There were times they were the idyllic couple, showering each other with love in front of the press, like their constant kisses witnessed by the Sun-Sentinel. “Farrah and I have no plans to marry — nor do we have plans to separate,” O’Neal said. “Don’t fix what ain’t broken.”

They were also brutally honest and real. “We fight,” Fawcett said to the Sun-Sentinel. “But my opinion is valid and I stand behind it now.” They had one son together, Redmond O’Neal, born in 1985 and thought about having more. “Ryan wants another, but I have mixed feelings,” she unabashedly dished.

And when it came down to it, they were protective of one another. “When Ryan and I were just starting out and we were in the height of passion, he had convinced me not to wear makeup or worry about my hair — he said I was beautiful without all that,” Fawcett told Vanity Fair. “And we ran into Jay Bernstein, my former manager. Ryan said, ‘How does she look?’ Jay said, ‘To tell you the truth, a little tired.’ I thought Ryan would jump over the table and strangle him.”

But then there was the drug abuse and family drama (like the time O’Neal reportedly shot his son) — and that infamous 1997 infidelity incident when Fawcett walked in on O’Neal and The General’s Daughter actress Leslie Ann Stefanson — which he admitted to a Los Angeles court in 2013.

That was the breaking point. Or so it seemed. After two decades together, they split in 1998. But O’Neal thinks it may have been other things, including her menopause and his attitude.

“I believe Farrah was going through some kind of life change,” he told the magazine. “I didn’t have a change of life. I was always a jerk. But they’re hard work, these divas — I was sick of it, and I was unappreciated. I just don’t think she liked me very much. So I excused myself.”

They reunited when O'Neal was diagnosed with cancer

The break may have been what they needed — since it made each of them realize how essential the other was in their lives. And when O’Neal was diagnosed with leukemia in 2001, they reunited.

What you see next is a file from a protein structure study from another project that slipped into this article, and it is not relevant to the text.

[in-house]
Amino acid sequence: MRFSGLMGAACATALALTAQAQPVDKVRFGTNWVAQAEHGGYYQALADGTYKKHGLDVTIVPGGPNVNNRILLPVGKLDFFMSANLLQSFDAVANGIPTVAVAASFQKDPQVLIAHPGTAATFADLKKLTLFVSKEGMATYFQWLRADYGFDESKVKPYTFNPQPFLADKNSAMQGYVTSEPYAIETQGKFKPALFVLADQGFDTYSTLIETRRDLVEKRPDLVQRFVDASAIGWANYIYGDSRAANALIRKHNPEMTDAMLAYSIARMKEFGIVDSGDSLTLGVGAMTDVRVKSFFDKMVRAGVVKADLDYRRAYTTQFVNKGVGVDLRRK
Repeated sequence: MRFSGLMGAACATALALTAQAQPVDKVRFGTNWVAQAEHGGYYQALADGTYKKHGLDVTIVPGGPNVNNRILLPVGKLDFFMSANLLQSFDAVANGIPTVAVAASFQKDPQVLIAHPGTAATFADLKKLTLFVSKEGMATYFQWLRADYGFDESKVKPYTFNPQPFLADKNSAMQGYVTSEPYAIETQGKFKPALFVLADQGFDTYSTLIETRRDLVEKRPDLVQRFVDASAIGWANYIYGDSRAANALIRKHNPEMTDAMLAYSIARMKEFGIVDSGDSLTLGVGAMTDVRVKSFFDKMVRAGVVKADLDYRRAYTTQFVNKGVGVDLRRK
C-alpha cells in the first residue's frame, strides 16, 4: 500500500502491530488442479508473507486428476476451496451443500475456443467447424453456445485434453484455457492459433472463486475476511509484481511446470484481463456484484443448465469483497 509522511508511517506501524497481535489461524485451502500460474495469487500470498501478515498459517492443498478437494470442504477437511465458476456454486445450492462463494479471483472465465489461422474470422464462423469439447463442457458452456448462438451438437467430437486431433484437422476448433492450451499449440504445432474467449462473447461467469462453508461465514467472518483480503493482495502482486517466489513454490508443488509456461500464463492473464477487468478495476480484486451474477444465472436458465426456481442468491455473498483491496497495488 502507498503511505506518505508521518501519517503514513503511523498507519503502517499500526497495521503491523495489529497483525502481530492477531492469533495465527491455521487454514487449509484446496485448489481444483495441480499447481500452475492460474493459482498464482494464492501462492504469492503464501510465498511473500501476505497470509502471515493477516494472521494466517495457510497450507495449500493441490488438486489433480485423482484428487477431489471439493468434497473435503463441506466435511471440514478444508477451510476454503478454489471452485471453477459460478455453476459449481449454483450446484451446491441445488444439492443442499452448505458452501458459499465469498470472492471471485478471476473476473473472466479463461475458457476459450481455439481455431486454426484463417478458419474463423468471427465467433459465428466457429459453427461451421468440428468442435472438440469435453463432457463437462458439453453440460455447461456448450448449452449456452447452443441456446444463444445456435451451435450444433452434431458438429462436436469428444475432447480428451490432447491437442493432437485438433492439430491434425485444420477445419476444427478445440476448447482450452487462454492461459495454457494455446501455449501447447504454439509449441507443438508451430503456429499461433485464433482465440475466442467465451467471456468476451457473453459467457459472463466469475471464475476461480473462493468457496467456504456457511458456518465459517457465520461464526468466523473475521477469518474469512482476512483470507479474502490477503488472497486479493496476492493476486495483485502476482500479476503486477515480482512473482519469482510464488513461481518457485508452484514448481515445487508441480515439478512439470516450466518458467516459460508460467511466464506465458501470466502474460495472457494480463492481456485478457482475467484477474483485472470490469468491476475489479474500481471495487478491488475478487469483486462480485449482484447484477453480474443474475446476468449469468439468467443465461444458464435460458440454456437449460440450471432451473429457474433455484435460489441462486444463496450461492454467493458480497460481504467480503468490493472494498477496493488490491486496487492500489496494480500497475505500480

After all, they realized the truth: “We pulled apart, but we never popped loose,” he said.

Fawcett took on the role of caretaker and O’Neal was soon in remission. As fate would have it, the tables turned: Fawcett was diagnosed with anal cancer in 2006 — and O’Neal dedicated himself to taking care of her.

“The hair is gone,” he told People while he was watching over her. “Her famous hair. I have it at home. She didn’t care. I rub her head. It’s kind of fun, actually, this great, tiny little head. How she carried all that hair I’ll never know. She doesn’t have a vanity about it.”

Even then, looking ahead, he wasn’t sure how he’d cope. “It’s a love story. I just don’t know how to play this one. I won’t know this world without her,” he said. “Cancer is an insidious enemy.”

Fawcett and O'Neal were going to get married the day she died

Marriage was never something either of them needed. There was the time they were on their way to a church in Nevada, but got a flat tire — and never felt the need to walk down the aisle again.

But in those final dire days, O’Neal proposed again. Fawcett accepted again. But this time it was more than just a flat tire. “The priest at St. John’s Hospital arrives to marry us — but administers the last rites instead,” he wrote in his book, according to The Hollywood Reporter.

Fawcett passed away on June 25, 2009, leaving behind her love of the last three decades.

Looking back, it’s hard for him not to have regrets of what could have been. “I would have been much kinder, more understanding, more mature,” he told People, saying he wished he could have a do-over. “I’d lose some of the savagery. I don’t know how she got cancer; maybe some of it was me.”

But ultimately, he said, “There was never a day I didn’t love her.”